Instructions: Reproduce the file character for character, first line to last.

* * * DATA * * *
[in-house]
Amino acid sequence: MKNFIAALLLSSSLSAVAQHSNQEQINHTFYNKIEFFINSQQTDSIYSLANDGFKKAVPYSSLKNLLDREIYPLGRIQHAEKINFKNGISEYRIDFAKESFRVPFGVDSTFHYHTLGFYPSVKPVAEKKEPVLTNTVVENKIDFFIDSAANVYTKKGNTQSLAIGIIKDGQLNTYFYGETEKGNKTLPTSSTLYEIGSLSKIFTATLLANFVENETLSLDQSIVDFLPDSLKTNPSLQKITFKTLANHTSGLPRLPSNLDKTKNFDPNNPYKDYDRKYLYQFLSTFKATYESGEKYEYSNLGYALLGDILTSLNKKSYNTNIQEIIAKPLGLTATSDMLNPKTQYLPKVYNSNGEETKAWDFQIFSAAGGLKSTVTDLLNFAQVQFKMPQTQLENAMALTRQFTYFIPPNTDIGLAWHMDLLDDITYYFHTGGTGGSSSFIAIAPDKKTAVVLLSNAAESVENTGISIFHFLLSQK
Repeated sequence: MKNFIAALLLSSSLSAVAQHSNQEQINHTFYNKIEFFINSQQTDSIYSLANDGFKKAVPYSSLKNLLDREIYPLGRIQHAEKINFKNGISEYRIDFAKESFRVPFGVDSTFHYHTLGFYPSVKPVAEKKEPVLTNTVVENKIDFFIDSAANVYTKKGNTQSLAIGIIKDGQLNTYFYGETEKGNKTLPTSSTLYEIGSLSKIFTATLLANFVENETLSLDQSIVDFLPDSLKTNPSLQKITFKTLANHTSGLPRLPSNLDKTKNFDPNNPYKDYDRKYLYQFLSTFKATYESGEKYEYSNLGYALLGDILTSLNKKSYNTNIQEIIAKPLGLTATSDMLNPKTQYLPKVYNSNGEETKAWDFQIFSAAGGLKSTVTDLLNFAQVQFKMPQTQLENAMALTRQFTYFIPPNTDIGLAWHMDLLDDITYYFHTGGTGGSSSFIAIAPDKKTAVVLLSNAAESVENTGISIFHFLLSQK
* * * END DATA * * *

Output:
[in-house]
Amino acid sequence: MKNFIAALLLSSSLSAVAQHSNQEQINHTFYNKIEFFINSQQTDSIYSLANDGFKKAVPYSSLKNLLDREIYPLGRIQHAEKINFKNGISEYRIDFAKESFRVPFGVDSTFHYHTLGFYPSVKPVAEKKEPVLTNTVVENKIDFFIDSAANVYTKKGNTQSLAIGIIKDGQLNTYFYGETEKGNKTLPTSSTLYEIGSLSKIFTATLLANFVENETLSLDQSIVDFLPDSLKTNPSLQKITFKTLANHTSGLPRLPSNLDKTKNFDPNNPYKDYDRKYLYQFLSTFKATYESGEKYEYSNLGYALLGDILTSLNKKSYNTNIQEIIAKPLGLTATSDMLNPKTQYLPKVYNSNGEETKAWDFQIFSAAGGLKSTVTDLLNFAQVQFKMPQTQLENAMALTRQFTYFIPPNTDIGLAWHMDLLDDITYYFHTGGTGGSSSFIAIAPDKKTAVVLLSNAAESVENTGISIFHFLLSQK
Repeated sequence: MKNFIAALLLSSSLSAVAQHSNQEQINHTFYNKIEFFINSQQTDSIYSLANDGFKKAVPYSSLKNLLDREIYPLGRIQHAEKINFKNGISEYRIDFAKESFRVPFGVDSTFHYHTLGFYPSVKPVAEKKEPVLTNTVVENKIDFFIDSAANVYTKKGNTQSLAIGIIKDGQLNTYFYGETEKGNKTLPTSSTLYEIGSLSKIFTATLLANFVENETLSLDQSIVDFLPDSLKTNPSLQKITFKTLANHTSGLPRLPSNLDKTKNFDPNNPYKDYDRKYLYQFLSTFKATYESGEKYEYSNLGYALLGDILTSLNKKSYNTNIQEIIAKPLGLTATSDMLNPKTQYLPKVYNSNGEETKAWDFQIFSAAGGLKSTVTDLLNFAQVQFKMPQTQLENAMALTRQFTYFIPPNTDIGLAWHMDLLDDITYYFHTGGTGGSSSFIAIAPDKKTAVVLLSNAAESVENTGISIFHFLLSQK